“Bottom up” ocean acidification: A study on the effects of CO2 on the bacterial community in sediments

As atmospheric concentration of CO2 continues to increase, alternatives on how to mitigate and reduce the rate of this development has received much attention. Carbon Capture and Storage (CCS) is doing just this by storing CO2 that ordinarily would have been emitted into the atmosphere. By storing the CO2 in geological storages it is isolated for a long period of time, thousands of years. Even though this type of storage is considered safe and the risk of leakage small, one can never be absolutely sure of it holding. The risk of large leakages is considered negligible, but the risk of relative small leakages is uncertain. If such a small leakage were to occur, what are the consequences and how such a leakage could be detected? These are difficult questions to answer, but the need to be able eventually answer them is important, especially considering that international guidelines (London protocol and OSPAR) has been developed so that these questions can be answered, and they eventually need to be followed. The long term aims of this project are to developing monitoring and detection methods for small leakages and assess the environmental impacts of this type of leakage.

Biological impacts are important to study since the marine ecosystem is extremely important. Bacteria are an important part of this ecosystem, and have many important tasks and constitute the foundation of a well functioning ecosystem. This study investigates the influence of increased CO2 concentration, as a result of CO2 leakage through sediments, on bacterial community structure in sediments. By studying the bacterial community in sediments and if it responds to a CO2 leakage a more realistic assumption on how natural system might react is acquired, and if consequences are observed here, then it might indirectly or directly affect other aspects of the ecosystem.

The experimental setup is designed to be as genuinely similar to the seafloor as possible. The titanium tank functions as an aquatic mesocosm where temperature, light, pressure, continuous supply of seawater, natural sediments contributes to a realistic imitation of the natural environment to the bacterial community. Two experiments were performed by injecting CO2 into the system through the sediment. The first experiment lasted two weeks, the second a month. The effects of CO2 on the bacterial community were tested by using the method PCR-DGGE. The method gives an overview of the most dominant bacterial populations that the community is constituted of. Therefore it’s used to establish how the bacteria community in samples, in this case sediment samples, responds by detecting changes in community structure.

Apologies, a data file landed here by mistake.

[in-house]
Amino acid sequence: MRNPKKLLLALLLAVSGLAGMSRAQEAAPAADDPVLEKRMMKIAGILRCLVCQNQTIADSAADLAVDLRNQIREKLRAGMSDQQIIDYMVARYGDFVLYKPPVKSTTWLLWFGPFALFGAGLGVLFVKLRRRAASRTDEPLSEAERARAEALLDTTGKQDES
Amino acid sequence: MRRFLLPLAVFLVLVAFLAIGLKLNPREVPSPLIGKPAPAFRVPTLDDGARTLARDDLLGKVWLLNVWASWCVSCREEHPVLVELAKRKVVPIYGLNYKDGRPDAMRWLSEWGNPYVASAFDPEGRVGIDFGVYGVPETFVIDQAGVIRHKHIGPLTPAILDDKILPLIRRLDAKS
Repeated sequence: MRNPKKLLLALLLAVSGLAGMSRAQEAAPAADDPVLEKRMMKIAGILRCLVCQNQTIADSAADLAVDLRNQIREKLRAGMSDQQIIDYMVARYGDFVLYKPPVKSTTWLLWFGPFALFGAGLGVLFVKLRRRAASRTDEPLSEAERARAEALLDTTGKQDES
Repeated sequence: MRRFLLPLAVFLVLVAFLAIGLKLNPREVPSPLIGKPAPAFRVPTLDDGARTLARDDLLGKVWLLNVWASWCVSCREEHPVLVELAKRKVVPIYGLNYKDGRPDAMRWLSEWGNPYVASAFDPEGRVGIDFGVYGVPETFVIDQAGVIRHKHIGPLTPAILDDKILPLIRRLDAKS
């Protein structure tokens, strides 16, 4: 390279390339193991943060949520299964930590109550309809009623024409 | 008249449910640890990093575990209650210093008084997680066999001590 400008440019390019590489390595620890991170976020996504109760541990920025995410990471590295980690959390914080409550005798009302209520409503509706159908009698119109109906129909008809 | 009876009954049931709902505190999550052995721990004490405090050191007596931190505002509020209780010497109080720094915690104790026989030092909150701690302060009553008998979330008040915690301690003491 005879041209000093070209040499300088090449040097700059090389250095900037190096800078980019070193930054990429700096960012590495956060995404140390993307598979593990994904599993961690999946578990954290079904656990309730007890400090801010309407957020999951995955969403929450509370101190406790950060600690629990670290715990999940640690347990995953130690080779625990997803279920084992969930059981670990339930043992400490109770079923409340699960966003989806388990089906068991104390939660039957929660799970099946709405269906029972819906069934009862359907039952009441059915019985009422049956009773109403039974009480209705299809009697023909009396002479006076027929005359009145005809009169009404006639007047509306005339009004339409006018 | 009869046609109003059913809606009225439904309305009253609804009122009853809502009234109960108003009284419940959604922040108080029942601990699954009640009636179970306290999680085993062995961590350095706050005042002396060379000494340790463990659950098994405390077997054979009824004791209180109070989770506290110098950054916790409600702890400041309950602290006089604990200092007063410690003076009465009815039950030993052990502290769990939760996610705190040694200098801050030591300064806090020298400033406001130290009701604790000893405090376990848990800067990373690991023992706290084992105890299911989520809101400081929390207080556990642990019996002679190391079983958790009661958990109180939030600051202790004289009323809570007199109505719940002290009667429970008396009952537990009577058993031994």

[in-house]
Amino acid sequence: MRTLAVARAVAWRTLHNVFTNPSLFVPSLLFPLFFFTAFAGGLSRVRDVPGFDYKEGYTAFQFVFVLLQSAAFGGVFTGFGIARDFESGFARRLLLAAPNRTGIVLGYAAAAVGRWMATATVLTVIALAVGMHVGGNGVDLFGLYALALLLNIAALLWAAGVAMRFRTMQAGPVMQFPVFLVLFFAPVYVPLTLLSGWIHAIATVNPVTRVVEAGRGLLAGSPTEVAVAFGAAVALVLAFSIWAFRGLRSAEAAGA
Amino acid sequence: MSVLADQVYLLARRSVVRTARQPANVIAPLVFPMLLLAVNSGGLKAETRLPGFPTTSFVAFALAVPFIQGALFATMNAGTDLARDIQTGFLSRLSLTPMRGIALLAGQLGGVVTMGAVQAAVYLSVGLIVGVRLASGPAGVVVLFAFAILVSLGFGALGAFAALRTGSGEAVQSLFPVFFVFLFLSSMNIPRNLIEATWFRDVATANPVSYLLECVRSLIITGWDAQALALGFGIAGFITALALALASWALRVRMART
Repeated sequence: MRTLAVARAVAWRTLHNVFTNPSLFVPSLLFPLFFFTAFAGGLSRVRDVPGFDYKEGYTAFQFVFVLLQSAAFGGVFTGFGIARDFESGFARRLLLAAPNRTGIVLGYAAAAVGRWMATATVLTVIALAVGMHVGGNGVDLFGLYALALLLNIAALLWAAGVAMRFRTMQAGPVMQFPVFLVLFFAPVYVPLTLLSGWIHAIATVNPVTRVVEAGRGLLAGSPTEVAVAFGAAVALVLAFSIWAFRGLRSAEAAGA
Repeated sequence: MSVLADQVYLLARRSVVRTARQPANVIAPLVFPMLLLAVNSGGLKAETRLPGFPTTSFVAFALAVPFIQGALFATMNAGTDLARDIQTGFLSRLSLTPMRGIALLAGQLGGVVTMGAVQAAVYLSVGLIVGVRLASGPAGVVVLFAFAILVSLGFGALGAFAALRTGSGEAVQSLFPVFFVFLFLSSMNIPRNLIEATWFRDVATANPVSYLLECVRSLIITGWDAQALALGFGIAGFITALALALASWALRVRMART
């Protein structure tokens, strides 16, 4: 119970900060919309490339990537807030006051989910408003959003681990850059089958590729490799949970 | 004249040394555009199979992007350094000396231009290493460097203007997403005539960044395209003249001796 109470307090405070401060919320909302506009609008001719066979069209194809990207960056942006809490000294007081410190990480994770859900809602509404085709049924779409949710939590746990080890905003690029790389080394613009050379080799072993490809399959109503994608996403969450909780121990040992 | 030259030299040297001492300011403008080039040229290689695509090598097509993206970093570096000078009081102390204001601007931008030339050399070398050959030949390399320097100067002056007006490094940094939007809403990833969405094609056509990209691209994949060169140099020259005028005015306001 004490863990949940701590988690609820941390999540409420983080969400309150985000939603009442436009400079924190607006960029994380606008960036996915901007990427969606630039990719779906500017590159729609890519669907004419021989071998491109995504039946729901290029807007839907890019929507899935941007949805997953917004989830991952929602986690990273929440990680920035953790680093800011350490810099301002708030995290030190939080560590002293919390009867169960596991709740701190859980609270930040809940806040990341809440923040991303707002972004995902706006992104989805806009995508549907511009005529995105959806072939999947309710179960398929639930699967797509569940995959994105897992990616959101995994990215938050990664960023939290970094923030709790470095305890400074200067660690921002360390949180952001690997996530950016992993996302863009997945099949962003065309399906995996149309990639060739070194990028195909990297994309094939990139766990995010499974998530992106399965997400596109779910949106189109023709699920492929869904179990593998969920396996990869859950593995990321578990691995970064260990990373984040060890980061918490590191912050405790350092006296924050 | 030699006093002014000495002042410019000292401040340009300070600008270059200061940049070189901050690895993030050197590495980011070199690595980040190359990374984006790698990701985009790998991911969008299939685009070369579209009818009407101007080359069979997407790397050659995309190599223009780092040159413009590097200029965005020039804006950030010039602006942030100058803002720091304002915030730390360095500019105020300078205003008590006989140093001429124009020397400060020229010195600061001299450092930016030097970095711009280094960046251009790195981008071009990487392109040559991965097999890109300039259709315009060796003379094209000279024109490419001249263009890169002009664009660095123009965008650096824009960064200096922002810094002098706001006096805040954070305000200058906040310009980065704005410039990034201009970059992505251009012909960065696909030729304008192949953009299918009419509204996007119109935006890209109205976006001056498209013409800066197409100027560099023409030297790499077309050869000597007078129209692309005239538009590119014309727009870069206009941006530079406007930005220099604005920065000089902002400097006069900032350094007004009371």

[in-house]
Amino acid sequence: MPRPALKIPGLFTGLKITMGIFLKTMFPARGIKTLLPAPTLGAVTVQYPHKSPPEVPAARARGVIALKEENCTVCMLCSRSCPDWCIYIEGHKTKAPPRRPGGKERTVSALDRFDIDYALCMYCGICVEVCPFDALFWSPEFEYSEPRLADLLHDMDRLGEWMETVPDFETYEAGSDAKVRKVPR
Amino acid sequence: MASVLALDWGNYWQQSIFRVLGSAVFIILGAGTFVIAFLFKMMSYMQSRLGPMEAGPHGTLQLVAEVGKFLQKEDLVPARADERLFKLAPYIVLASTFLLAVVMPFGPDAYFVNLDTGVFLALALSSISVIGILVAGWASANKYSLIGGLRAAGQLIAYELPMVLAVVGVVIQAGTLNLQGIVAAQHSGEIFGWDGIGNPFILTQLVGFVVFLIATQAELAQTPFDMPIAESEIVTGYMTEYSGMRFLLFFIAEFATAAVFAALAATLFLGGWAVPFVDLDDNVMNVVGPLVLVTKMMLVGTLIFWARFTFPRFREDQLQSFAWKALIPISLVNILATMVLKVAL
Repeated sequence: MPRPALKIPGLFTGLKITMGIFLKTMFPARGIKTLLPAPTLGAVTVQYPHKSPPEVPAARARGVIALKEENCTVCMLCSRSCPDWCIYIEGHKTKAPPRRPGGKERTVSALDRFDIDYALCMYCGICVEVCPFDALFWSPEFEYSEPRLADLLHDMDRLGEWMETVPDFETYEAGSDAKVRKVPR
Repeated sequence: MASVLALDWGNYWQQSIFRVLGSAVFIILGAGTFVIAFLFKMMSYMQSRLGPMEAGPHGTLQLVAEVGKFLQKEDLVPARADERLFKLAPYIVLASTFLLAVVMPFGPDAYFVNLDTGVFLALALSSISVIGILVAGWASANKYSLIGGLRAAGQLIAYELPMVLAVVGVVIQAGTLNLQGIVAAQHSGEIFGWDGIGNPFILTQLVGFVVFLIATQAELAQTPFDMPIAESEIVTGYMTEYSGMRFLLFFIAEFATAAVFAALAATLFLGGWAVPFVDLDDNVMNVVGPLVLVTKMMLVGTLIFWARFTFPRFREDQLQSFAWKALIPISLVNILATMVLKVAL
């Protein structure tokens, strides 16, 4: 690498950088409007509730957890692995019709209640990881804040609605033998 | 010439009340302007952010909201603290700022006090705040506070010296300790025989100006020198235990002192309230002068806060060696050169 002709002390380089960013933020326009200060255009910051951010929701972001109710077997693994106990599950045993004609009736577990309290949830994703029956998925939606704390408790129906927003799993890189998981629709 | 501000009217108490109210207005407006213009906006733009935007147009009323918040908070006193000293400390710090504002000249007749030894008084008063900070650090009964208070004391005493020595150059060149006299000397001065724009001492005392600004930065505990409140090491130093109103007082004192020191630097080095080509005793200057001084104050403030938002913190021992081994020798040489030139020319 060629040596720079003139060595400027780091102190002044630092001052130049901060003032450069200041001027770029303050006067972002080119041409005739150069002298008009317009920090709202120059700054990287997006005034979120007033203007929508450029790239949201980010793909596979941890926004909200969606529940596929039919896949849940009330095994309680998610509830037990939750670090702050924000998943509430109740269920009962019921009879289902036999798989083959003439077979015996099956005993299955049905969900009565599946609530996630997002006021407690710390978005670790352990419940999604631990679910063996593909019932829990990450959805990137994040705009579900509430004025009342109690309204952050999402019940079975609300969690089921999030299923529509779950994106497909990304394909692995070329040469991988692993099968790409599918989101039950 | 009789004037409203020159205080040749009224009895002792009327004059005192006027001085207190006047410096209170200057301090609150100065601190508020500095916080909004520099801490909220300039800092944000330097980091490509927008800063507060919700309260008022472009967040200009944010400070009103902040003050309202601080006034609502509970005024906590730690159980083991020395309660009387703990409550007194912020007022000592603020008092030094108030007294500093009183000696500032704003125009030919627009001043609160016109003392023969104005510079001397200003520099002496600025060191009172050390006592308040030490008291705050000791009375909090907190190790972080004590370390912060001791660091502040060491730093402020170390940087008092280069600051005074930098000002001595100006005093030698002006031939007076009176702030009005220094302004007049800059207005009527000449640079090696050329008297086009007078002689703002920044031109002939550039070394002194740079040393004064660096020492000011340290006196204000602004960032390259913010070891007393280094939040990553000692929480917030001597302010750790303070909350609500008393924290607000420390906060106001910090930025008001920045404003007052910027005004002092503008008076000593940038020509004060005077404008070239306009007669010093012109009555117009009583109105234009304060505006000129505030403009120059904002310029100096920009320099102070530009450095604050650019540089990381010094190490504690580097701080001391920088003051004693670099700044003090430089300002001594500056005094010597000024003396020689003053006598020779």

Only experiment 2 was a success. Results from this experiment show that the bacterial community structure in the topmost layer in sediments is resisting changes even after a month with CO2 treatment. This was not the case for the bacterial communities in deeper sediment layers, meaning layers beneath (2-9 cm) of the top sediment, which was significantly changed due to CO2 treatment.

Whether this change in community structure is a result of CO2 itself, pH or a result of CO2 changing the chemistry in sediments, especially metal mobility and solubility, is discussed. However there is no way to separate these two effects with this type of experimental setup, the observe effects on the bacterial community are a consequence of the conditions in the tank as a whole and not only CO2 or increased metal concentrations.

More research is needed before one knows what the effects of leakages are, but many improvements on how to proceed with this have been suggested. By doing these experiments some basic knowledge of how a natural bacterial community in sediments might react when faced with a CO2 leakage is obtained.

Gjøsund N. S., 2011. “Bottom up” ocean acidification: A study on the effects of CO2 on the bacterial community in sediments. Norwegian University of Science and Technology, Faculty of Natural Sciences and Technology, Department of Biology. 90 pp. Master thesis.

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